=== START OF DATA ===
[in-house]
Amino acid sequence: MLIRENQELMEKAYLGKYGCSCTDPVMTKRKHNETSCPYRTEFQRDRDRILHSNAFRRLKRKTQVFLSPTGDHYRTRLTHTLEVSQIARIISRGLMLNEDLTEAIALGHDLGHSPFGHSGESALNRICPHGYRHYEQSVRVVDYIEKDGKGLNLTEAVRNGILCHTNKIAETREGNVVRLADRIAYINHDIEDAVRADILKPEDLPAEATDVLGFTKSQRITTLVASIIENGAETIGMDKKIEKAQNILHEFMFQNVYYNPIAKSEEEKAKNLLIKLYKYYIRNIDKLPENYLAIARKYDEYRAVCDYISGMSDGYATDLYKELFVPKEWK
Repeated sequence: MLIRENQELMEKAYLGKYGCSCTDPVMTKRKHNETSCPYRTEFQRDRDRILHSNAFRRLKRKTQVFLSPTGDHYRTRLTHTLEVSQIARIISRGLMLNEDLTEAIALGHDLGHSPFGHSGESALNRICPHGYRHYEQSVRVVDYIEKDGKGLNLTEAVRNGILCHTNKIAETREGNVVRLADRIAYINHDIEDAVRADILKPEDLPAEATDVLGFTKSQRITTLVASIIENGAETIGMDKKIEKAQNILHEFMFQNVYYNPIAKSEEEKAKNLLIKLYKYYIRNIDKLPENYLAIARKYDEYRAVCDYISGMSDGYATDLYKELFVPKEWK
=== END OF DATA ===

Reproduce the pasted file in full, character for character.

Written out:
[in-house]
Amino acid sequence: MLIRENQELMEKAYLGKYGCSCTDPVMTKRKHNETSCPYRTEFQRDRDRILHSNAFRRLKRKTQVFLSPTGDHYRTRLTHTLEVSQIARIISRGLMLNEDLTEAIALGHDLGHSPFGHSGESALNRICPHGYRHYEQSVRVVDYIEKDGKGLNLTEAVRNGILCHTNKIAETREGNVVRLADRIAYINHDIEDAVRADILKPEDLPAEATDVLGFTKSQRITTLVASIIENGAETIGMDKKIEKAQNILHEFMFQNVYYNPIAKSEEEKAKNLLIKLYKYYIRNIDKLPENYLAIARKYDEYRAVCDYISGMSDGYATDLYKELFVPKEWK
Repeated sequence: MLIRENQELMEKAYLGKYGCSCTDPVMTKRKHNETSCPYRTEFQRDRDRILHSNAFRRLKRKTQVFLSPTGDHYRTRLTHTLEVSQIARIISRGLMLNEDLTEAIALGHDLGHSPFGHSGESALNRICPHGYRHYEQSVRVVDYIEKDGKGLNLTEAVRNGILCHTNKIAETREGNVVRLADRIAYINHDIEDAVRADILKPEDLPAEATDVLGFTKSQRITTLVASIIENGAETIGMDKKIEKAQNILHEFMFQNVYYNPIAKSEEEKAKNLLIKLYKYYIRNIDKLPENYLAIARKYDEYRAVCDYISGMSDGYATDLYKELFVPKEWK